Column: Remember to choose kindness any chance you can

A little over a year ago, British Author Damian Barr tweeted, “We are not all in the same boat. We are all in the same storm. Some are on super-yachts. Some have just the one oar.”

A recent weather event reminded me of this tweet and sent my mind wandering down a path I will share in a little bit. Before I do, though, how about some of the happenings from around the area.

Early last week, I proclaimed June 14 Flag Day here in Seymour. This was part of an annual event at Seymour Elks Lodge 462. Members from the Elks did a great job presenting the history of the flag and all of its various forms over the years, dating all the way back to the Second Continental Congress in 1777.

If you have never attended this event, please add a reminder to your calendar for next year. Thank you, Elks Lodge 462, for the invitation to attend such a good service.

Still under COVID protocols, the Mayor’s Institute was held virtually for 2021. This is a great chance to sit down and focus on those troubled spots that each community faces and hear firsthand experience of how to deal with various situations from around the state. Topics vary from things like economic regions, best practices when planning a budget to employee benefits. Regardless of each session’s topic, they are all full of chances to learn and grow in my role.

With so many choices of what to discuss each week, sometimes, it can be difficult to decide what to share about. This week, I want to share about community activities.

During the same time frame as CityJam, hosted by Seymour Main Street, there were multiple other options to attend. Seeing pictures from all three events, I can’t in good faith say they seemed to hurt one another. They seemed to all be busy events for three different groups.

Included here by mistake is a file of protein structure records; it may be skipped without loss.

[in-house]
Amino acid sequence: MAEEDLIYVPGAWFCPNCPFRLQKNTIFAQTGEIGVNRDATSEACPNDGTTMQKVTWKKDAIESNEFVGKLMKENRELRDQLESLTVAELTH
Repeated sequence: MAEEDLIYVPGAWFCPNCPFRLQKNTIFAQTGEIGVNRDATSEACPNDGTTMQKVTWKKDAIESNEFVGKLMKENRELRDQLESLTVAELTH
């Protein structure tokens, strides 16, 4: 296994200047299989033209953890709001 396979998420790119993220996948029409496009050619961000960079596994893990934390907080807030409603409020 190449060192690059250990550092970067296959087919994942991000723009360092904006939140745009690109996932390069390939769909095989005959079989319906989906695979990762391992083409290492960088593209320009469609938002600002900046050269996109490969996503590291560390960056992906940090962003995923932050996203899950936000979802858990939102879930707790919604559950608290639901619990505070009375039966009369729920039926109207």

I always hope event planners take a quick look around to see what might conflict but remember to consider the target as they plan their events.

If you were a family attending the free swim night provided by NTN Driveshaft at Shields Park Pool, a team playing Trivia Night at The Seymour Brewing Co. or a Jimmy Buffett fan at CityJam, I hope you enjoyed the activities provided by various groups in our community.

Now to loop back to that storm we are all in, I know this does not come as a shock to anyone, but I am always on the lookout for the helpers, for the positive stories, even just for the silver lining at difficult moments.

As a front of thunderstorms rolled through recently, I found myself listening to the radio chatter from the Seymour Police Department. As sometimes happens during an event like this, I could hear the hustle trying to keep up with all of the calls and keep various roads blocked until crews could arrive to clear them.

Soon, I found myself on the phone with various city employees seeing what they needed. As I blocked traffic while roads were cleared, I was reminded that even though we are not all in the same boat, we are all experiencing the same storm. Some lost power for a few minutes. Others lost power for up to a day. Most fell somewhere in the middle.

One of those without power decided she cared about those workers running chainsaws near her home and ventured out to a safe location back from the work with water bottles in hand to make sure they had drinks to help get them through the wee hours of the morning.

Ma’am, I don’t know your name, but I can tell you that you put a smile on each one of those workers’ faces. Thank you for your kindness. It was very much appreciated.

Today, I sign off with a reminder to choose kindness any chance you can. The workers blocking the roadway or working at 2 a.m. probably didn’t cause the problem, but they are working hard to fix it not just for you but for all.

Matt Nicholson is the mayor of Seymour. Send comments to awoods@aimmedia

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